Monday, April 05, 2010

Ten Ways to Be Happier

It was a beautiful day on the Prairie today. I hung clothes outside for the first time this year.

Watching these hand embroidered pillowcases flap in the breeze gave me a real feeling of happiness. So much was right with that... beautiful handwork on linens, a lovely day that I could enjoy because I was off work, the feeling of accomplishment of a task completed.

Recently my friend, Mark, mentioned he keeps a list nearby I published in the fall of 2004 about ways to be happier. One of my keys to happiness is definitely to find joy in the simple things - like pillowcases flapping in a spring breeze. I'm blessed my mother taught me to be happy.

I went and looked up that piece I'd written about happiness. It's all still true. These tips are based on various happiness research. Dr. Seligman is the most famous of the researchers if you want to read more on your own.

How to be Happier
We are all born with a "set point" of happiness, but we now know that it is also a learned behavior and just because someone isn't born that way, they can be that way if they chose to be. Genetics determines about 50%.

Important in learning to be happy:
1. Meditation
2. Journaling (esp. gratitude)
3. Fake it till you make it. Faking happiness causes the same chemical reactions as BEING happy and eventually will create the happiness. Actions matter - act happy.
4. Surrounding yourself with friends and family is a huge factor in increasing happiness.
5. Having your own sense of self and no interest in keeping up with the Joneses is helpful.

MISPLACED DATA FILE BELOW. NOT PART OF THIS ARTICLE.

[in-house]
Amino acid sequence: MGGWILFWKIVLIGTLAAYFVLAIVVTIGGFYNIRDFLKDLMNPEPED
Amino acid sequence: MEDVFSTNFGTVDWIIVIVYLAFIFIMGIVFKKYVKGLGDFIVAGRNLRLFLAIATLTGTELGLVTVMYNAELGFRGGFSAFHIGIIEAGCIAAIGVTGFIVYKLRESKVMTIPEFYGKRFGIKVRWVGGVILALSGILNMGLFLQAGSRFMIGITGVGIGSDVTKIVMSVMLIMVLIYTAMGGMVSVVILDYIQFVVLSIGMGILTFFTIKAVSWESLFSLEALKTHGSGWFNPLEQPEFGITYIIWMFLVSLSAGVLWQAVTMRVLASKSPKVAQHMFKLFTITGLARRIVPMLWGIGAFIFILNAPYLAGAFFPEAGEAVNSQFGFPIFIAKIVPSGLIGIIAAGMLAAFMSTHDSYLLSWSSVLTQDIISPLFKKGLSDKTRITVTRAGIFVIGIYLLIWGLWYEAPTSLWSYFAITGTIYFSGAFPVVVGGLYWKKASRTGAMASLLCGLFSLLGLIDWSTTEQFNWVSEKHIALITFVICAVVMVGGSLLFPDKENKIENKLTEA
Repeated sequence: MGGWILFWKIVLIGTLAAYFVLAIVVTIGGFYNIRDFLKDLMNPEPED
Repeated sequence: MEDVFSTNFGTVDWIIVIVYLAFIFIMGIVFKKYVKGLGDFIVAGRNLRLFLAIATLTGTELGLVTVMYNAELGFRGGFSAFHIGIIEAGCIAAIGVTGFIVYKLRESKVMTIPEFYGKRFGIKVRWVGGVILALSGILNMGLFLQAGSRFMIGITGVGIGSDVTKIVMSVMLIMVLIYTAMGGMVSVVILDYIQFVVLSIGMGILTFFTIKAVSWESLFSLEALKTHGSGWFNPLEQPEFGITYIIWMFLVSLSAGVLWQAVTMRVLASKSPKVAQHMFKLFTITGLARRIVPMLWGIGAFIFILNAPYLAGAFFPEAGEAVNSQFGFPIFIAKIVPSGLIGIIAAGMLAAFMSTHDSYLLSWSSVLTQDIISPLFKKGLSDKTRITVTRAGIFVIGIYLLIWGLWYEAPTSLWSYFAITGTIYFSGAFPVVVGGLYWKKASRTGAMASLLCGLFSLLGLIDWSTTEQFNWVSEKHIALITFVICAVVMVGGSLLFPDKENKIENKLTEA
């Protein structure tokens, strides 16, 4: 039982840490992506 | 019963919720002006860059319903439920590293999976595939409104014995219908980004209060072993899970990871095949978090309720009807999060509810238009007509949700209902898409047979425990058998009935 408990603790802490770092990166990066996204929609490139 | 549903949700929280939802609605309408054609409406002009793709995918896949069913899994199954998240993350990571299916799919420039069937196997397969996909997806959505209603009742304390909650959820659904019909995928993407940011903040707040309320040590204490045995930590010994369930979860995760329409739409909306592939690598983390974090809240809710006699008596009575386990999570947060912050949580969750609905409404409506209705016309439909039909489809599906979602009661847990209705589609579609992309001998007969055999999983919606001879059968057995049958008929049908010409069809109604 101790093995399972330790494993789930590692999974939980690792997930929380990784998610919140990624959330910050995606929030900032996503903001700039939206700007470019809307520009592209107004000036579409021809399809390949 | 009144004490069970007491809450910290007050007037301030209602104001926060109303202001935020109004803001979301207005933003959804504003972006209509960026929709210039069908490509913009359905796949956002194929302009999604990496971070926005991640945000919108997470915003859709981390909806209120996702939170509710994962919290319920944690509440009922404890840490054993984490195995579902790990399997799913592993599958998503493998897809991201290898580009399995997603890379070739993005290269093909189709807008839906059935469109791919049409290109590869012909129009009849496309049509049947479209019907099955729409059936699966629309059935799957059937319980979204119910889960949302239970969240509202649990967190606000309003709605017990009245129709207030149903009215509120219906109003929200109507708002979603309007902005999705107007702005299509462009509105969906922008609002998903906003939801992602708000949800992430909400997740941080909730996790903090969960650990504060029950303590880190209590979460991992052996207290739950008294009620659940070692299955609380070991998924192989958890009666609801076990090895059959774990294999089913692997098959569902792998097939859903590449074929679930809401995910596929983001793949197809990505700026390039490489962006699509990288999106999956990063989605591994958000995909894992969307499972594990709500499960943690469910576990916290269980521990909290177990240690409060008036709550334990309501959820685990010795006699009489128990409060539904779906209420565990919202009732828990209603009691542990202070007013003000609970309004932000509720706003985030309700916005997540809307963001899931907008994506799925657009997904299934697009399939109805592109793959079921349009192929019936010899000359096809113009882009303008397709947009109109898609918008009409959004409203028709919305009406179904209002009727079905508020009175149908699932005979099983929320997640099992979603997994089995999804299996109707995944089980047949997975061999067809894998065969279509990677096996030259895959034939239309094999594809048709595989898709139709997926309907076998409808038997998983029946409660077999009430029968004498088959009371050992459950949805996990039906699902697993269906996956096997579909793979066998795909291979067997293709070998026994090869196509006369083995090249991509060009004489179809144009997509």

6. Doing activities that put you in the "flow" where you lose sense of time and enjoy it, increases overall happiness. The more of those you have, the better off you are. Doing what you're best at.
7. Must have a capacity to love and be loved.
8. Altruism
9. Spirituality
10. Creativity

Damaging to happiness:
1. not forgiving - huge - the biggest stumbling block - the single biggest determining factor in someone's happiness level
2. materialism

1. Major health problems, such as loss of mobility, have no long term effect on people's general happiness. After about 90-180 days they return to their pre-incident level of daily happiness.
2. People are very bad at predicting what will make them happy. Better to trust human resilence than human prediction.
3. More choices you have the more likely you are to be unhappy. People feel with so many choices, there's no excuse for failure. Choices also make people question every decision.
4. Happiness comes mostly in daily little bits. People get thrills out of finding a quarter or getting an unexpected gift. The emotion actually makes them more generous, friendlier, flexible, creative and better at solving problems. Small bursts of this feeling caused radiologists to make more accurate diagnoses in one study.

It was good for me to be reminded of that piece. And I'm flattered that Mark keeps it nearby and has shared it with friends.

Well, time for me to get some rest. I was up until nearly 6 a.m. this morning, working on things all night long. I slept about four hours and got up and started again. I wanted to make good use of the day off today. I finished reupholstering a stool, and got some other things organized for the art show next month. The one thing I'm not finding much time to do is create, although I did spend a little time in the studio this morning.

I realized today how much I'm going to miss being able to work from home this spring. It was awfully nice to be able to have the washer running during the day and pop out to hang up clothes.

Well, it's half past midnight now and time for me to get some rest before my shortened work week starts. If only I didn't need sleep I could get even more done. But, alas, my body demands some rest. And it's going to be a busy couple of weeks as we prepare for the Apollo 13 anniversary events at the Cosmosphere. Hard to believe that was 40 years ago. Time does go by quickly.


Susannah said...

I really loved the line - I'm blessed my mother taught me to be happy. Quite profound! I realise my father taught me to be happy too. I don't think it is something people usually think about in that way. . . maybe they should. :-)

Patsy Terrell said...

We know that happiness is, at least partly, a learned behavior. It makes a Proust quote I love all the more meaningful - and I paraphase - Let us be grateful for the people who make us happy.